Supreme Court agrees to hear whiskey maker Jack Daniel’s trademark lawsuit against pet toy maker

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The Supreme Court agreed on Nov. 21 to hear a trademark infringement case brought by Jack Daniel’s against a dog toy maker whose chew toy product resembles a bottle of the Tennessee distiller’s storied whiskey.

The novelties company sells a squeaking dog toy labeled “Bad Spaniels” in the shape of a Jack Daniel’s whiskey bottle, complete with a black-and-white label over what is supposed to represent brownish liquor.

The real whiskey bottle label says the product is the “Old No. 7 brand” of “Tennessee Sour Mash Whiskey,” while the toy employs scatological humor, bearing a label that says “The Old No. 2 on Your Tennessee Carpet.”

The real whiskey notes it is 40 percent alcohol by volume but the toy announces it is “43% Poo By Vol.” and “100% Smelly.” The toy also displays a small-font disclaimer saying, “This product is not affiliated with Jack Daniel’s Distillery.”

The case implicates the First Amendment and trademark protection laws and deals with the extent to which one company may parody another’s product with its own product. The issue is whether the Constitution’s free speech protections insulate the parody product from trademark-infringement claims by the maker of the product that is being satirized.

Corporations including Campbell’s Soup Company and clothes makers Patagonia Inc. and Levi Strauss and Co. also filed briefs with the high court supporting Jack Daniel’s, asking the Supreme Court to take the case because, in their view, it deals with important trademark law issues.

The court granted the petition in Jack Daniel’s Properties Inc. v. VIP Products LLC, court file, 22-148, in an unsigned order without explanation.

According to the Jack Daniel’s petition (pdf), VIP Products LLC markets and sells dog toys that rely on the brand recognition of famous companies such as Jack Daniel’s Properties.

A federal district court found “that VIP’s use of Jack Daniel’s trademarks to sell poop-themed dog toys was likely to confuse consumers, infringed Jack Daniel’s marks, and tarnished Jack Daniel’s reputation,” the petition states.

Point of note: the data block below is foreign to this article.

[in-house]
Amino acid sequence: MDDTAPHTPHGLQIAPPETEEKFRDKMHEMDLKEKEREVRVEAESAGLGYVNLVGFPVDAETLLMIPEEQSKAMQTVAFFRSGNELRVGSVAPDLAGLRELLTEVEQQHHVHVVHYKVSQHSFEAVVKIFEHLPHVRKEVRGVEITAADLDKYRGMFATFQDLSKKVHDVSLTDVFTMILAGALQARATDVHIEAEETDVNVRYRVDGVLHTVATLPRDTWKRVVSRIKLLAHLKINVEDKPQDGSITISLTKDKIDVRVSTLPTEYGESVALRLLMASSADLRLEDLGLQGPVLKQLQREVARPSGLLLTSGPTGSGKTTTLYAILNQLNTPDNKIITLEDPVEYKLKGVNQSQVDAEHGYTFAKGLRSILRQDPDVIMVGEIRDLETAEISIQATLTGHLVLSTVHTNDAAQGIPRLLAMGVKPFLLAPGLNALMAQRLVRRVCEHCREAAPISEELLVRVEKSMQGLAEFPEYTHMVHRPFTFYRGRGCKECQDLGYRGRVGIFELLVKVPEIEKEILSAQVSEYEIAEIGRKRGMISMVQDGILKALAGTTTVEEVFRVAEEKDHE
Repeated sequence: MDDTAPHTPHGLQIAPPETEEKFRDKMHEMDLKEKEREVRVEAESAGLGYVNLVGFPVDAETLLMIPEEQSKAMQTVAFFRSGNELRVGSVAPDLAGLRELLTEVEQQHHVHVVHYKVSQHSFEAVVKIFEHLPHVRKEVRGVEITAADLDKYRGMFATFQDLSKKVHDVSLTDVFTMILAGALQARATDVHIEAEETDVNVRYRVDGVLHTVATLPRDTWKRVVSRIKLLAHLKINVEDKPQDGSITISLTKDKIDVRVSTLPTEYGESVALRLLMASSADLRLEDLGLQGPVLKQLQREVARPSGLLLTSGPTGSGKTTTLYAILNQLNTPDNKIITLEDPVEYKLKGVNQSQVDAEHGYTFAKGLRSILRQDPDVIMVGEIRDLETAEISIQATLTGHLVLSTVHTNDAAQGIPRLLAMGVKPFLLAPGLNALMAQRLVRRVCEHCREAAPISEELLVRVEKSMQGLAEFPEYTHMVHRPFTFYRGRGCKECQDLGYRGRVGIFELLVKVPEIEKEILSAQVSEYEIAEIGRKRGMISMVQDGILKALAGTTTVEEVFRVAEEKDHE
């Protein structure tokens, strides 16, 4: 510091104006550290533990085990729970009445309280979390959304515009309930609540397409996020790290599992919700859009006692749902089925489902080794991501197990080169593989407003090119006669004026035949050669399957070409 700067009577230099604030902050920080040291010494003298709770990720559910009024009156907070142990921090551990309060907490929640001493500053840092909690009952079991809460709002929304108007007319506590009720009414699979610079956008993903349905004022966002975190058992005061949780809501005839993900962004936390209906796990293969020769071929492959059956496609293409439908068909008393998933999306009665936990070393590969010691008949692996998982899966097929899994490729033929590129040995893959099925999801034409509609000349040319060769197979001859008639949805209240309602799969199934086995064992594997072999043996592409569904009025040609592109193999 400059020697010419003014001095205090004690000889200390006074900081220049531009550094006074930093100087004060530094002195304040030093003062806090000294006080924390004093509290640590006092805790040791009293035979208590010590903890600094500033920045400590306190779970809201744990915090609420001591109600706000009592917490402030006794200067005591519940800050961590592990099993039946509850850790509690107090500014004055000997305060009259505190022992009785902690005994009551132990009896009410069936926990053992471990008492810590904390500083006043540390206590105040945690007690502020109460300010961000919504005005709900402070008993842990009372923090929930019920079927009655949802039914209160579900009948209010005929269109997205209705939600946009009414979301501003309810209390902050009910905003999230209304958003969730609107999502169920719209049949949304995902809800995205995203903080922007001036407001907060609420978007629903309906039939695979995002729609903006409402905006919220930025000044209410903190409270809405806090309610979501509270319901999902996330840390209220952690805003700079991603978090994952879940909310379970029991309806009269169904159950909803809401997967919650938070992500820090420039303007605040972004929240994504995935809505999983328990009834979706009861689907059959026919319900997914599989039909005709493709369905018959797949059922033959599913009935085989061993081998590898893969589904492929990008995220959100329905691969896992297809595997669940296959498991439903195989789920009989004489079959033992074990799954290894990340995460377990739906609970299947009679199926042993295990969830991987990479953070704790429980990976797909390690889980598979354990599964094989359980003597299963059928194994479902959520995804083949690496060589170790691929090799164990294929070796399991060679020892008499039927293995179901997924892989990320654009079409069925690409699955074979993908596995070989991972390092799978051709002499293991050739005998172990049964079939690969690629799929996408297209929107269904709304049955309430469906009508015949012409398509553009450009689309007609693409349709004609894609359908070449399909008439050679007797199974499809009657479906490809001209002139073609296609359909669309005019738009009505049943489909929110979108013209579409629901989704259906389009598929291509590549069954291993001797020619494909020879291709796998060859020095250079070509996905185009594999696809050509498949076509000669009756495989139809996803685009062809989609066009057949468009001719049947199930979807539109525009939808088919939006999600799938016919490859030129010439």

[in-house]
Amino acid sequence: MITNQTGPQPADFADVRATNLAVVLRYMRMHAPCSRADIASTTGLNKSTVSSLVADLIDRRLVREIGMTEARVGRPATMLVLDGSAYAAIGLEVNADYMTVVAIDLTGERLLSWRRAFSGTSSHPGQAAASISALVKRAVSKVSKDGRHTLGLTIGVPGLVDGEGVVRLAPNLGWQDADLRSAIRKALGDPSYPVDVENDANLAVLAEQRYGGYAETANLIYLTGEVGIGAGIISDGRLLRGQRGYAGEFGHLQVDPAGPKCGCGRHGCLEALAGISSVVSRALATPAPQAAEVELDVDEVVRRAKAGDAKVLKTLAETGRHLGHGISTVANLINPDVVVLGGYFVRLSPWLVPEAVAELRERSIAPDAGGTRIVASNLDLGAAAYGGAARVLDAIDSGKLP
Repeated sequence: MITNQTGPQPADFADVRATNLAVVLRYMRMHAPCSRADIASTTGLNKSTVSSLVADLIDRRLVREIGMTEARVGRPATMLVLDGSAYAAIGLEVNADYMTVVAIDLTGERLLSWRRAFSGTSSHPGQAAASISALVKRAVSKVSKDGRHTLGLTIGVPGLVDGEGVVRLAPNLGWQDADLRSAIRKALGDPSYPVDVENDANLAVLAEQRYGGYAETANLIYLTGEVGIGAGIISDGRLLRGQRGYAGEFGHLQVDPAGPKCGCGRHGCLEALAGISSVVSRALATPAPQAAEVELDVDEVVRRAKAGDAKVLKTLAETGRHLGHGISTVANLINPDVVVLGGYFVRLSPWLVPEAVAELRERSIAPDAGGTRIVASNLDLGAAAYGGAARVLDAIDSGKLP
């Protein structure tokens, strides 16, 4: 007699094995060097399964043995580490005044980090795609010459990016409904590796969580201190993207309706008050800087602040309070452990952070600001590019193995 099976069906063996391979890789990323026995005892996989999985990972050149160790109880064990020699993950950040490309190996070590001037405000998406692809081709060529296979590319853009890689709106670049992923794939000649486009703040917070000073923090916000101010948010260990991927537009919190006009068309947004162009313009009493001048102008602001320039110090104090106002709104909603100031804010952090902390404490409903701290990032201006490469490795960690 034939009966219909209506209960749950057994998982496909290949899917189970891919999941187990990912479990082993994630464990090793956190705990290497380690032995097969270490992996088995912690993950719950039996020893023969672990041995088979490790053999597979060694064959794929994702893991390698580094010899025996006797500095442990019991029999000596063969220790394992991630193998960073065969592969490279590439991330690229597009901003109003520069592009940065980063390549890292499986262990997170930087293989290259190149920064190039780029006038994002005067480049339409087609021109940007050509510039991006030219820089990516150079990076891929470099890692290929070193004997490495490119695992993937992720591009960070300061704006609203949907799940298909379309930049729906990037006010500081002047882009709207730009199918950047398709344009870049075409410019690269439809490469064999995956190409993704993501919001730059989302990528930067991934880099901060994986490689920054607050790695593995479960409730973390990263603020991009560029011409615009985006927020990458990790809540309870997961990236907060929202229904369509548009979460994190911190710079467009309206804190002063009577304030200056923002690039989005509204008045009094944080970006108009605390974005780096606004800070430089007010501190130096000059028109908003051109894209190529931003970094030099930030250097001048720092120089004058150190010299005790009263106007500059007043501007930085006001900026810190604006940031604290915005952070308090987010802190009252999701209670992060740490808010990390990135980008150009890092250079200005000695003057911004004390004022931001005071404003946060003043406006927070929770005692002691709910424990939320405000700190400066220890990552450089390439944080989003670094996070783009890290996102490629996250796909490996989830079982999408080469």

The often-reversed U.S. Court of Appeals for the 9th Circuit went the other way, finding that VIP’s First Amendment-protected interest in using Jack Daniel’s trademarks on the humorous canine product gave VIP special protection from infringement claims, making the use “noncommercial” and therefore exempt from trademark dilution claims.

In a brief (pdf) filed Oct. 17, VIP took aim at Jack Daniel’s, accusing the company of being unable to take a joke.

“It is ironic that America’s leading distiller of whiskey both lacks a sense of humor and does not recognize when it—and everyone else—has had enough. Petitioner Jack Daniel’s Properties Inc. … has waged war against … VIP Products LLC for having the temerity to produce a pun-filled parody of JDPI’s iconic bottle—the Bad Spaniels Silly Squeaker dog toy,” the brief stated.

“In the playful parodic tradition that has ranged over a half century from Topps’s Wacky Packages trading cards through ‘Weird Al’ Yankovic, VIP put out a chewable dog toy. VIP has never sold whiskey or other comestibles, nor has it used ‘Jack Daniel’s’ in any way (humorously or not). It merely mimicked enough of the iconic bottle that people would get the joke.”

The Epoch Times reached out to counsel of record for both parties but had not received a reply from either as of press time.

This article by Matthew Vadum appeared Nov. 21, 2022, in The Epoch Times.